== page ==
4 ways to put off joint replacement

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  • Lose weight: For every extra pound you carry, you put about three pounds of additional pressure on your knees and multiply the pressure on your hips by six. If you have arthritis, losing just 15 pounds can cut your knee pain in half. If you do eventually need a joint replaced, losing weight beforehand can reduce your risk of having complications from surgery. Swimming, walking, or riding a stationary bike are the way to go.
  • Take care when using your joints: By standing up straight instead of slouching you can protect the joints in your neck, hips, and knees. Also use the proper technique when lifting or carrying anything heavy. If any activity hurts, stop doing it right away.
  • Try nonsurgical approaches before turning to surgery: Treatment with steroid injections is one approach. Benefits can last anywhere from 4 to 6 months — however, it doesn’t work for everyone. Viscosupplementation involves injecting a lubricating fluid into damaged knee joints to treat osteoarthritis.
  • Get pain relief: Use NSAIDS. There is also some evidence that the dietary supplement glucosamine chondroitin can lead to subtle improvements in arthritis pain. “It doesn’t rebuild joints, but it does seem to help with the pain.
  • If you can’t escape from joint pain even while at rest, your pain is only relieved by narcotic medications, or your function is severely compromised, it’s time to consider a joint replacement.

All about depression

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Depression is a major public health problem as a leading predictor of functional disability and mortality.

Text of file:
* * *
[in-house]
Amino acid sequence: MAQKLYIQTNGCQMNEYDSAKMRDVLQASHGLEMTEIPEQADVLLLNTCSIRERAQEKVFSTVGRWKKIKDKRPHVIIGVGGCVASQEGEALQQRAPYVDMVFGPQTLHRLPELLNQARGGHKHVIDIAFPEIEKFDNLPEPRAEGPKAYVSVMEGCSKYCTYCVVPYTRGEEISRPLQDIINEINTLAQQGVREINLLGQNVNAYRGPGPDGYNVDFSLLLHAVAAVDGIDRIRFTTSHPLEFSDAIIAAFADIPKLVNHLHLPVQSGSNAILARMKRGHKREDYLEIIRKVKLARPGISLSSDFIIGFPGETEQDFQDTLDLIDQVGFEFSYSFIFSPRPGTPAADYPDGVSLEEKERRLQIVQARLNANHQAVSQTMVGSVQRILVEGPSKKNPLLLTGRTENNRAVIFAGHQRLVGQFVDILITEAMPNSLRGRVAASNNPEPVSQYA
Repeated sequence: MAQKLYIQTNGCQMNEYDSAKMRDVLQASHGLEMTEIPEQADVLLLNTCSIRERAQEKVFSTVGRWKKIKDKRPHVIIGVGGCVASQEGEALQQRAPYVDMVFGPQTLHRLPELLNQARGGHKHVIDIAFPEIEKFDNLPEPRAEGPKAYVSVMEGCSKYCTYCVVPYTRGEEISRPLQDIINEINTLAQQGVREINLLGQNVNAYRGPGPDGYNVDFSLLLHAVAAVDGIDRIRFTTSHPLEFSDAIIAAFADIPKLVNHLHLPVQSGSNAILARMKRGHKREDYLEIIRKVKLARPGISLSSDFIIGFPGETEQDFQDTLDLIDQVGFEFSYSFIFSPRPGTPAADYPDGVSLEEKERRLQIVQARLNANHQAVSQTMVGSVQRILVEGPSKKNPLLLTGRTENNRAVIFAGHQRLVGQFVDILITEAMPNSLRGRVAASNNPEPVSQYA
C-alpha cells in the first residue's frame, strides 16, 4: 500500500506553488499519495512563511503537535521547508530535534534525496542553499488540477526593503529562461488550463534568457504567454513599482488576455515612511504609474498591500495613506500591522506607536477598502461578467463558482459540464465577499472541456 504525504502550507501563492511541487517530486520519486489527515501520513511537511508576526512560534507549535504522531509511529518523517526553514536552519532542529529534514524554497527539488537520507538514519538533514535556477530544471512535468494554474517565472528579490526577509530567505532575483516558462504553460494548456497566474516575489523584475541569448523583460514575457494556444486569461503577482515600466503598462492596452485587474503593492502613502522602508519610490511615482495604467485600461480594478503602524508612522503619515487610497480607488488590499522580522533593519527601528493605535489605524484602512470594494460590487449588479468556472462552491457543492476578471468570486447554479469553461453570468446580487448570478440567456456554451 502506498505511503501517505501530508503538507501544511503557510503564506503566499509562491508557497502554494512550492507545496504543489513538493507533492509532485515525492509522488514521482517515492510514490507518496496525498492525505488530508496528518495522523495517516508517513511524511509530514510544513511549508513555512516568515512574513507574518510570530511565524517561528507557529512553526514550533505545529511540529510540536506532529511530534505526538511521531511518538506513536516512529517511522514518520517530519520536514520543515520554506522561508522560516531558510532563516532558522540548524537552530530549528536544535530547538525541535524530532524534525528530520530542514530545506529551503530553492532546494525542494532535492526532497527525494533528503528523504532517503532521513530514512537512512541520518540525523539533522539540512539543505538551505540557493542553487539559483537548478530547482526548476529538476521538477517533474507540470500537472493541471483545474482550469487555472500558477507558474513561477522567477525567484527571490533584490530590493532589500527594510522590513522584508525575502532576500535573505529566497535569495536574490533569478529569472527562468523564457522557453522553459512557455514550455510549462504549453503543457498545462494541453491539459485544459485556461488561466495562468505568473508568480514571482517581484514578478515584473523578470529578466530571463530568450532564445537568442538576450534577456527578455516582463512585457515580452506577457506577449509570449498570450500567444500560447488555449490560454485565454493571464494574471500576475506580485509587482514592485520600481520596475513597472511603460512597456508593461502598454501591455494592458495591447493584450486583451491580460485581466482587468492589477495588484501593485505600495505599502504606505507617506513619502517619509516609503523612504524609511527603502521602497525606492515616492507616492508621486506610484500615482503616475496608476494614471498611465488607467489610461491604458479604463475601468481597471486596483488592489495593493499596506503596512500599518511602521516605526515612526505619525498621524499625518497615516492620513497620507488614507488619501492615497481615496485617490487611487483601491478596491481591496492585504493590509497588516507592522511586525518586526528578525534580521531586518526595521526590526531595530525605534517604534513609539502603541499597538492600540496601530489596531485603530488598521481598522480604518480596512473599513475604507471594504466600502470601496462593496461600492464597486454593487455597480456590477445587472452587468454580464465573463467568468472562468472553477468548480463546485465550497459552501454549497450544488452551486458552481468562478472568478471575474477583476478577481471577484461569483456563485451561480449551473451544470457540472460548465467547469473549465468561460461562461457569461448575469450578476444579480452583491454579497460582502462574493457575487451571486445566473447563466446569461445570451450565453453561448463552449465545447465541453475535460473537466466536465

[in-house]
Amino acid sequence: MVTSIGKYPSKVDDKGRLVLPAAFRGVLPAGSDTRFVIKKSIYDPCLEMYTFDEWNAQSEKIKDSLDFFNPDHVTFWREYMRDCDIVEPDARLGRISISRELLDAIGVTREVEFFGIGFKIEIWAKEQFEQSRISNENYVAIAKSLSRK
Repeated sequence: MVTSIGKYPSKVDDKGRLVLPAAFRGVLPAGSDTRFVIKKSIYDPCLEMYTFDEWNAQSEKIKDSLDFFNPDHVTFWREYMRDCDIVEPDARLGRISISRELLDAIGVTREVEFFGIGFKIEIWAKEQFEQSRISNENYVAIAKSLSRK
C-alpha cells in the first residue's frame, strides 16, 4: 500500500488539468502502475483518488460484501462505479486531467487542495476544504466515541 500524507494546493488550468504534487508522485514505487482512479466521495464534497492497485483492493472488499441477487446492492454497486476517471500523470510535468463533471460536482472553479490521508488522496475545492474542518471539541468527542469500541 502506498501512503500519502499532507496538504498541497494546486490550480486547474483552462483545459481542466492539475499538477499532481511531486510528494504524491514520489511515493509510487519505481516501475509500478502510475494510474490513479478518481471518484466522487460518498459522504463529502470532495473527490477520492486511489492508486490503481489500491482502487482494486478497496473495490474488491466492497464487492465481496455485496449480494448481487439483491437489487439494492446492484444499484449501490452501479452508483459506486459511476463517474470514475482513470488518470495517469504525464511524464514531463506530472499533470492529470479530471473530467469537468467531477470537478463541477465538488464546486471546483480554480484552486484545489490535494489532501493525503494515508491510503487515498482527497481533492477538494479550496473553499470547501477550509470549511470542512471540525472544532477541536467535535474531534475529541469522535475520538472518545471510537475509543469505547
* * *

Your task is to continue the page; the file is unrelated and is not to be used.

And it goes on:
Optimal depression treatment improves outcome for most patients.
Most adults with clinical significant depression never see a mental health professional but they often see a primary care physician.
A non–psychiatrist physician misses the diagnosis of the depression 50% of times.
All depressed patients must be enquired specifically about suicidal ideations.
Suicidal ideation is a medical emergency
Risk factors for suicide are psychiatric known disorders, medical illness, prior history of suicidal attempts, or family history of attempted suicide.
Demographic reasons include older age, male gender, marital status (widowed or separated) and living alone.
World over about 1 million people commit suicide every year.
Seventy–nine percent of patients who commit suicide contact their primary care provider in the last one year before their death and only one–third contact their mental health service provider.
Twice as many suicidal victims had contacted with their primary care provider as against the mental health provider in the last month before suicide.
Suicide is the 10th leading cause of death worldwide and account for 1.2% of all deaths.
In US suicidal rate is 10.5 per 100,000 people.
In America suicide is increasing in middle aged adults.
There are 10–40 non–fatal suicide attempts for every one completed suicide.
The majority of suicides completed in US are accomplished with fire arm (57%); the second leading method of suicide in US is hanging for men and poisoning in women.